Environment Minister Diana McQueen announces a new wetlands policy at the Clifford E Lee Nature Sanctuary near Edmonton, September 10, 2013.
Photograph by: Bruce Edwards , Edmonton Journal
Wetlands — including bogs, fens and marshes — are everywhere, covering 20 per cent of the province. While it might be difficult for you to get worked up about a swamp, the reality is wetlands play a crucial role in our province’s ecosystem. They’re important to all of Albertans, whether you’re a city slicker or a duck.
In a report released this week outlining the province’s new wetland protection policy, the government waxes almost poetic about the value of these soggy sanctuaries: “They provide flood mitigation by storing and slowly releasing large volumes of surficial run-off. They function as natural filtration systems, cleansing surface waters prior to discharge.
“In many instances, wetlands are groundwater recharge zones, acting as conduits between (surface) water sources and aquifers beneath the ground. They support a diverse array of flora and fauna. In Alberta alone, it is estimated that wetlands are host to some 400 species of plants, some of which are listed as rare, threatened or endangered in the province.”
Peat bogs are also nature’s original carbon sequestration sites, helping to absorb and lock in carbon emissions that would otherwise make their way into the atmosphere.
Despite the importance of the wetlands, the government didn’t have an overall protection plan and, when it came to northeastern Alberta, home to the oilsands industry, there was not wetlands policy at all.
The government knew it needed a new policy. The problem is the government came to that conclusion eight years ago. And it has taken until now to come up with a new plan.
Eight years. About the same amount of time it took NASA to figure out how to send a man to the moon.
The difference is NASA actually reached its goal.
By comparison, Alberta’s new wetland policy is still in lower Earth orbit.
The government has released a plan that won’t take effect for another two years and even then exempts every existing, or proposed, oilsands project.
Moving forward, the government will rank the environmental importance of individual wetland areas and put a priority on those deemed to be of a “high value.”
Companies will be required to minimize their impact on a wetland. But if they have no choice but to destroy the habitat, they will have to pay compensation by, for example, building a wetland somewhere else or by putting money into an education fund which will, according to the government, ensure “Albertans appreciate the value and importance of wetlands to the environment and human health.”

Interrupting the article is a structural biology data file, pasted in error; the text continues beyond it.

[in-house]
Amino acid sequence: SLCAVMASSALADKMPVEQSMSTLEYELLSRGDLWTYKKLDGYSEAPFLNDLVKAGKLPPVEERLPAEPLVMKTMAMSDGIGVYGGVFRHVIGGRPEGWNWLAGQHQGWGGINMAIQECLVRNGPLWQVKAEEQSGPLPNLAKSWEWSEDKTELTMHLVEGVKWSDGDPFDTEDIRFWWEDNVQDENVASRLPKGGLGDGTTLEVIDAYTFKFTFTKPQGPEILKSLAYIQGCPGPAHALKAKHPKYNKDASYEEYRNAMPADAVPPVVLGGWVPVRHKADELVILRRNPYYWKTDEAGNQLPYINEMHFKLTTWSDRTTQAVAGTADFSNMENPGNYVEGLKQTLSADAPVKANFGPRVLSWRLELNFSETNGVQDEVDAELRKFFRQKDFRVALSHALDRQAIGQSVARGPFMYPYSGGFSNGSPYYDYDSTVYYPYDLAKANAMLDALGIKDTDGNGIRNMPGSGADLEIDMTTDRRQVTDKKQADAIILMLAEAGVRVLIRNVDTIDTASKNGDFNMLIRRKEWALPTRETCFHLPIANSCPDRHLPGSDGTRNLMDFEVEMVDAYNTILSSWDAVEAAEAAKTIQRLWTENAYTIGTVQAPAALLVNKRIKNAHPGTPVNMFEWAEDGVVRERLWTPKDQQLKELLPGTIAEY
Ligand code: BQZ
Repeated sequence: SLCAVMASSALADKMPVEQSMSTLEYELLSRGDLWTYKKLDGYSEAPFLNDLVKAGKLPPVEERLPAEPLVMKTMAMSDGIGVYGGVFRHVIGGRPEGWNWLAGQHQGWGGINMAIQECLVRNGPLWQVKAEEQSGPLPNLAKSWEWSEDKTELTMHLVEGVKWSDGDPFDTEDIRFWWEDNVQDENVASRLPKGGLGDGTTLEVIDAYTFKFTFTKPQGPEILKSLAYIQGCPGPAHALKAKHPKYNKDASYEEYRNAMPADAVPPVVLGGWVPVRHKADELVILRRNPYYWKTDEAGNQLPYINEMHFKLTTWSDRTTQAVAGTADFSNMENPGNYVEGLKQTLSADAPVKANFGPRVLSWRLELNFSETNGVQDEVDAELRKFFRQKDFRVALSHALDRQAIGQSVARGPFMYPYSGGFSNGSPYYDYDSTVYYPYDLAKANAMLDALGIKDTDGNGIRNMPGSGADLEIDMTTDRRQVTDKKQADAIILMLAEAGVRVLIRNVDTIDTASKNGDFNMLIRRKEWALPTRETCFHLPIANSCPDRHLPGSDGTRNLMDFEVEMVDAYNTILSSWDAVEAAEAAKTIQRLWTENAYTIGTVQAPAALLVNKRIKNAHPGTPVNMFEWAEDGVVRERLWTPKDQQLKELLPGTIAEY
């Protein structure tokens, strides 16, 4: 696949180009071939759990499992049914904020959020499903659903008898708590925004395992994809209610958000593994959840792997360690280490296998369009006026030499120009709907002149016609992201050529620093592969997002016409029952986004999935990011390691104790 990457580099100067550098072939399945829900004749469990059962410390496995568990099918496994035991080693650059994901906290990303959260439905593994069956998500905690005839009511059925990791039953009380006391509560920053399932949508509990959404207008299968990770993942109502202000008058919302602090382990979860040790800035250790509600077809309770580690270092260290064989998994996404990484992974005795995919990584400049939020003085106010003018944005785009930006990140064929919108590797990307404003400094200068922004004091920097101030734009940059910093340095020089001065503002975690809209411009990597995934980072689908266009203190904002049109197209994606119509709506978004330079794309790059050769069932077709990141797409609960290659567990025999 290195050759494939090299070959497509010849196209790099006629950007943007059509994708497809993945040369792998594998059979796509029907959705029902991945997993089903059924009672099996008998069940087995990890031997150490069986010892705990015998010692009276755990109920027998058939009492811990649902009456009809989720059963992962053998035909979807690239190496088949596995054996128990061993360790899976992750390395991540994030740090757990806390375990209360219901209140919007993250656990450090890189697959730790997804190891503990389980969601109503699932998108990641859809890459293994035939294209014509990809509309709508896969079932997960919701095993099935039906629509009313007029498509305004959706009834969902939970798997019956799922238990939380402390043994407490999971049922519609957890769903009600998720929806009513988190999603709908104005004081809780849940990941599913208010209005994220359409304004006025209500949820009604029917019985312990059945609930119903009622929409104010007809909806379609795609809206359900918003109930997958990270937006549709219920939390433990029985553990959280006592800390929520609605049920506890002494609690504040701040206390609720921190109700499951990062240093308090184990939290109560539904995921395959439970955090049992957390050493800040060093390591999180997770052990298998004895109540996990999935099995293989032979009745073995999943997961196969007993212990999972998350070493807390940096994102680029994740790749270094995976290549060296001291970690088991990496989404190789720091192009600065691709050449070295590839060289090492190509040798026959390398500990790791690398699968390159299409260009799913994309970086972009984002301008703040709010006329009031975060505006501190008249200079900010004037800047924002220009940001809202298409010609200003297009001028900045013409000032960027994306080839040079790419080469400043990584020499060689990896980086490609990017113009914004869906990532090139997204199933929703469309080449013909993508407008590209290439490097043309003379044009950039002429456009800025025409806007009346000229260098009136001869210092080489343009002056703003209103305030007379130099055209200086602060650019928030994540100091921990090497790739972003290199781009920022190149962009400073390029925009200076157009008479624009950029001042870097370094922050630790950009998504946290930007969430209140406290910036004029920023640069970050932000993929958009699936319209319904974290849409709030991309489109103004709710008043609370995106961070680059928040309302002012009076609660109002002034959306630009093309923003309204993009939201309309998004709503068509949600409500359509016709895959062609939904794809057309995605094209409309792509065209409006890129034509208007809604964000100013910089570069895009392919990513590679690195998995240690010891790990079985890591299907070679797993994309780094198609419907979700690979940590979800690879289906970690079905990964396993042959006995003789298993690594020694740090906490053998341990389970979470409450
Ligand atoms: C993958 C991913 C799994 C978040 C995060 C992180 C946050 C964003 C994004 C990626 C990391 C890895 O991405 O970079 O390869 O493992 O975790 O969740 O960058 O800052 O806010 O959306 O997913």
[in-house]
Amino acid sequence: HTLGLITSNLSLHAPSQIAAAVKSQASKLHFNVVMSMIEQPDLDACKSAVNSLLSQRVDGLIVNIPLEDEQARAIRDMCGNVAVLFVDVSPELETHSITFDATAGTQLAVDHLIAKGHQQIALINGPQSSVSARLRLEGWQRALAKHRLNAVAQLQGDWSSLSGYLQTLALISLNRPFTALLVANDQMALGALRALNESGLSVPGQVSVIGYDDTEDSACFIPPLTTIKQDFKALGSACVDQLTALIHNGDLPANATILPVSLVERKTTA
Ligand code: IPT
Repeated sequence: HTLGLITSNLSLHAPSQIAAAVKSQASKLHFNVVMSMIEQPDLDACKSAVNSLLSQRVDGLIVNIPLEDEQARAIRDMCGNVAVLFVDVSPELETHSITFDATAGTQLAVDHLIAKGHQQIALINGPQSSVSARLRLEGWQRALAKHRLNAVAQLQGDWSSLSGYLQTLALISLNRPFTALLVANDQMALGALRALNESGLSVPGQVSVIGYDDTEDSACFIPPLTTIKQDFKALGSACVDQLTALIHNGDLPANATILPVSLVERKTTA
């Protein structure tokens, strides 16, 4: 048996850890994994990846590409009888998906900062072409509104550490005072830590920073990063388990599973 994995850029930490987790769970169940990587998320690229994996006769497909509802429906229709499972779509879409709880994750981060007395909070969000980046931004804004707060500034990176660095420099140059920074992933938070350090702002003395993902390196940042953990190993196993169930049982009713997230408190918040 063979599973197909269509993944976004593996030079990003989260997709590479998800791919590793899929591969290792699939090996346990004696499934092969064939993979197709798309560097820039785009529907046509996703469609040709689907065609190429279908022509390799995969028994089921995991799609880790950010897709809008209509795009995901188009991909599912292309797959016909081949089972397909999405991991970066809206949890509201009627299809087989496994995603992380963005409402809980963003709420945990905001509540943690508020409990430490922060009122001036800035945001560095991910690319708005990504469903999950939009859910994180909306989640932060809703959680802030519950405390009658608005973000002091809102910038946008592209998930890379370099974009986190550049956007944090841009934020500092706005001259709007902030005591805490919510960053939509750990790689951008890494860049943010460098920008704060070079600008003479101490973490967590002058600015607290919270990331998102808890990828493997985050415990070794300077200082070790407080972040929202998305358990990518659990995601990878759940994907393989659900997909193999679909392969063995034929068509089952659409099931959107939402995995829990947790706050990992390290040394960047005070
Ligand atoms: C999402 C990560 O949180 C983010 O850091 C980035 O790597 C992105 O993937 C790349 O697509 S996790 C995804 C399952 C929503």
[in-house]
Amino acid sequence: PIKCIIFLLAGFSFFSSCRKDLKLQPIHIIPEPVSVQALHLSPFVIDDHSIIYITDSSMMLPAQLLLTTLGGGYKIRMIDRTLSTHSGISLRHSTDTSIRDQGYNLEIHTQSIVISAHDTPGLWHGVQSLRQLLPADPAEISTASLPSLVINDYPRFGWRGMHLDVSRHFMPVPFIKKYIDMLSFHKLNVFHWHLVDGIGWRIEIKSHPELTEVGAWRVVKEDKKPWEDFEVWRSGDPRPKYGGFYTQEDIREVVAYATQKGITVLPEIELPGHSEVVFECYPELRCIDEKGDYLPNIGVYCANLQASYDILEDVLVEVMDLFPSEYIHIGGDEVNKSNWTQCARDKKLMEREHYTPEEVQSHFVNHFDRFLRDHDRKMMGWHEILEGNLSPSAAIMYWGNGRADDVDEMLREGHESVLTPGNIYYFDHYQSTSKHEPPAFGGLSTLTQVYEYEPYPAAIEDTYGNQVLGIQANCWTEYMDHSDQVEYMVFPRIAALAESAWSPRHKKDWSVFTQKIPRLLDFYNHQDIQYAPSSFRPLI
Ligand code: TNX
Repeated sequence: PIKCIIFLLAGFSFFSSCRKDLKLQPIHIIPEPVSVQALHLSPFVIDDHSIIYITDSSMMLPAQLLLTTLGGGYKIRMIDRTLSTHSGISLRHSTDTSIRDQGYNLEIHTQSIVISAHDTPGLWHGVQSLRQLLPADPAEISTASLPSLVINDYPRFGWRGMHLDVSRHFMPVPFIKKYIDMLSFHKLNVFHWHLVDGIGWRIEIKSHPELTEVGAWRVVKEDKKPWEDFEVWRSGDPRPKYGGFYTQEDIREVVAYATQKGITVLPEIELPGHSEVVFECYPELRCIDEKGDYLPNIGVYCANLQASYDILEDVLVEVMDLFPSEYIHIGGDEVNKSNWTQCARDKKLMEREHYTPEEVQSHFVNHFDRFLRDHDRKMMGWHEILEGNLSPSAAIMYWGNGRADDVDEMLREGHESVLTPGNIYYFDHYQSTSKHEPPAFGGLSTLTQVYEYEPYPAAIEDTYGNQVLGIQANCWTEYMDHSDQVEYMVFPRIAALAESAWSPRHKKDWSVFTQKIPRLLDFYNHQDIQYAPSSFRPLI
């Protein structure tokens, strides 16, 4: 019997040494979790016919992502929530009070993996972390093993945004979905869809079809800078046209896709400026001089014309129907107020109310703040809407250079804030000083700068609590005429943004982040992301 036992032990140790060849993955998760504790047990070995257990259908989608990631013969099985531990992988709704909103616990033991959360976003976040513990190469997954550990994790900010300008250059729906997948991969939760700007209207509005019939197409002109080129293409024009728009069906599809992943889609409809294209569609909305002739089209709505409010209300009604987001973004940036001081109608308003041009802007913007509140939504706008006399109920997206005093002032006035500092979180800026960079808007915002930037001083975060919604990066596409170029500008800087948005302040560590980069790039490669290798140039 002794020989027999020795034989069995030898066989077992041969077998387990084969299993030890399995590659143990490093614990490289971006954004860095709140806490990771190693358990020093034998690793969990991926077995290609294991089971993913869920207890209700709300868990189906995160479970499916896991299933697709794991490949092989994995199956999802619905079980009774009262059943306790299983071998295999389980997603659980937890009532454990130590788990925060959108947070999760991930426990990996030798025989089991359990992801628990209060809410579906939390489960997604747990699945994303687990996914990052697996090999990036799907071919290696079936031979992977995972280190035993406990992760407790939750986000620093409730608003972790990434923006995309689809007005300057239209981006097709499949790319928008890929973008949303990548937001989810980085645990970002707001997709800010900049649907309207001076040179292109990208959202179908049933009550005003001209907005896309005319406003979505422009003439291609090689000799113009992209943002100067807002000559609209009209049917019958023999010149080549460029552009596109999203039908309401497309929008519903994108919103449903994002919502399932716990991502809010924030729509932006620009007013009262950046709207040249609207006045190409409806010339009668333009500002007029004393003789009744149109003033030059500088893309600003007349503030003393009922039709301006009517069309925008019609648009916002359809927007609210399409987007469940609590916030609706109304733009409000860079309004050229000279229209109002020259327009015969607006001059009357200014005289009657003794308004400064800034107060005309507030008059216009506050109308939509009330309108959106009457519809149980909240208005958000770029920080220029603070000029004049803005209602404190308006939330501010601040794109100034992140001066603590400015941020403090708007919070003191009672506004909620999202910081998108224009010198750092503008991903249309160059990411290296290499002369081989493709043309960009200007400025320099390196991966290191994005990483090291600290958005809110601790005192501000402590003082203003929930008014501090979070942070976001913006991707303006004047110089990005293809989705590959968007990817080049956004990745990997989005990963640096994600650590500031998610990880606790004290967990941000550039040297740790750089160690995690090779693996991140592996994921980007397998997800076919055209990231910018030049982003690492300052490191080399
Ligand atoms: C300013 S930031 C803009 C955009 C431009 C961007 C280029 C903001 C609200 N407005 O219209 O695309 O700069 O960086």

In other words, the companies destroying the wetland will be paying into a fund to educate us about the importance of the wetland they just evaporated.
Not surprisingly, the Canadian Association of Petroleum Producers likes the new policy, saying it brings a balanced approach to “environmental priorities.”
Also not surprisingly, environmental groups are upset, saying the new policy is too little, too late to protect wetlands from projects already underway or in the planning stages.
But not this time with wetlands. “These multi-decade projects will not be subject to better standards,” said Carolyn Campbell of the Alberta Wilderness Association.
“That’s inconsistent and appalling stewardship.”
Now, before we take up torches and pitchforks to storm the environment minister’s office, keep in mind that when it comes to destroying wetlands, none of us is innocent.
In the past century we collectively have drained, disturbed, plowed under and paved over about two-thirds of the original bogs, fens and marshes in Alberta. Nowadays, we have a greater appreciation of the importance of wetlands. Actually, the government has known for years.
A 2008 report by the Water Council of Alberta, the province’s 24-member advisory body on water issues which includes Ducks Unlimited and the Alberta Forest Products Association, recommended a “no net loss” policy on wetlands, meaning if a development destroys a wetland, a new wetland of an equal value must be created somewhere else.
However, two members of the council — the Canadian Association of Petroleum Producers and the Alberta Chamber of Resources — disagreed, saying the cost involved would reach into the billions of dollars.
That’s why the government came up with a policy that makes reclamation an option, not a requirement. Consequently, the government has opened itself up once again to accusations it is caving in to the oil companies.
You might not think twice about bogs and swamps but if the government wants to convince the world it deserves a social licence to exploit the oilsands, it really should have given the wetlands a second thought.